For over 70 years, the Budweiser Clydesdales have been representing America’s most famous brewery, Anheuser-Busc. These majestic horses were originally bred to pull heavy loads in the Clydesdale region of Scotland.
Two German immigrants, Anheuser and Busch, came to America in the 1840’s. The Anheuser-Busch name came about when Busch married Anheuser’s daughter.
August Anheuser-Busch Jr. purchased some Clydesdales as a gift for his father. The horses are a powerful symbol of perseverance and strength. August thought the horses were an excellent symbol for the company that had adjusted to Prohibition by making non-alcoholic beer.
Once Franklin Delano Roosevelt repealed Prohibition in 1933, Anheuser-Busch grew rapidly and became extremely popular. The Clydesdale were then used as an advertising tool. They traveled across the country to deliver beer in custom made beer wagons.
It was during the 1950’s the horses got a Dalmatian dog for a mascot! Clydesdale soon became synonymous with Budweiser beer. The dogs can maintain pace with the horses, and they keep the team calm.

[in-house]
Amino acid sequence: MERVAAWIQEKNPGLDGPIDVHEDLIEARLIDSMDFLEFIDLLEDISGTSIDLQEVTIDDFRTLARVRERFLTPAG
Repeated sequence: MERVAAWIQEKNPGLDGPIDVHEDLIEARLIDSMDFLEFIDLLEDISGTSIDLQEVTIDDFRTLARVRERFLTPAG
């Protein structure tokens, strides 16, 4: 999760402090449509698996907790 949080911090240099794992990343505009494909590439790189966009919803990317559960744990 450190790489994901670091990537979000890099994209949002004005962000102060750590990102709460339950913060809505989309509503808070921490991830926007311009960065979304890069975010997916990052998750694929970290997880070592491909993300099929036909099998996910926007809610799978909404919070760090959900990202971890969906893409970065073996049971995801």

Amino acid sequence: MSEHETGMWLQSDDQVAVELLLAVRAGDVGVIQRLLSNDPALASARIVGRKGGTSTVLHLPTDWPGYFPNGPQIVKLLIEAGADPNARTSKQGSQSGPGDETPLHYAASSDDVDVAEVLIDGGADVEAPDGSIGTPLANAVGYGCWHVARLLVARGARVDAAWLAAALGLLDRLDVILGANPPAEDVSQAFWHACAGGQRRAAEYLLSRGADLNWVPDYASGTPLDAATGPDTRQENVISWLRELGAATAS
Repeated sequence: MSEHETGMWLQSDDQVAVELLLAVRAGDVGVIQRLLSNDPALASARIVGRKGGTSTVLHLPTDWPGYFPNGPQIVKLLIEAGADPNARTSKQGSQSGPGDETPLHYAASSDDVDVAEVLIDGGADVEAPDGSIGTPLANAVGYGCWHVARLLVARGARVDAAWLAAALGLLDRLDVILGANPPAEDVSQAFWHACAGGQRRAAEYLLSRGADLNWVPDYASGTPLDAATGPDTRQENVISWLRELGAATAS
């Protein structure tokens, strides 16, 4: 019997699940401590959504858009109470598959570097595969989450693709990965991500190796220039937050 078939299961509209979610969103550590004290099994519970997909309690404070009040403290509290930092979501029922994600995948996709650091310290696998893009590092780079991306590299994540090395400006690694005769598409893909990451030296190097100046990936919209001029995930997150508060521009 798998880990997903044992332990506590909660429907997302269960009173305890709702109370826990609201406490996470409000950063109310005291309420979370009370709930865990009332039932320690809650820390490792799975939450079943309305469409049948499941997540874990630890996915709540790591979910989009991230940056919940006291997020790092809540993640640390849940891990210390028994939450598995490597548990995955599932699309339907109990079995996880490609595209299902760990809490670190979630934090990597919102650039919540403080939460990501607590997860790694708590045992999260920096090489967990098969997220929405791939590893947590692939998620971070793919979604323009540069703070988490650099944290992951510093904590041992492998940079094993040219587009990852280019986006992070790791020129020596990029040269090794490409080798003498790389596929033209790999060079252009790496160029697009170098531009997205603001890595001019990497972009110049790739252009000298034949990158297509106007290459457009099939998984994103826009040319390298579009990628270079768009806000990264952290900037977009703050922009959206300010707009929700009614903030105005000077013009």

Today there are three Clydesdale “hitches” or teams, that travel around the country. They are located in Colorado, St. Louis, and New Hampshire. Each team has its own Dalmatian that travels with them seated next to the driver.
The company has two farms where the horses that do not travel live. Beginning in 1987, the Budweiser Clydesdales began to appear in Super Bowl commercials.
They horses are a beloved symbol and one of this nation’s favorite horse!
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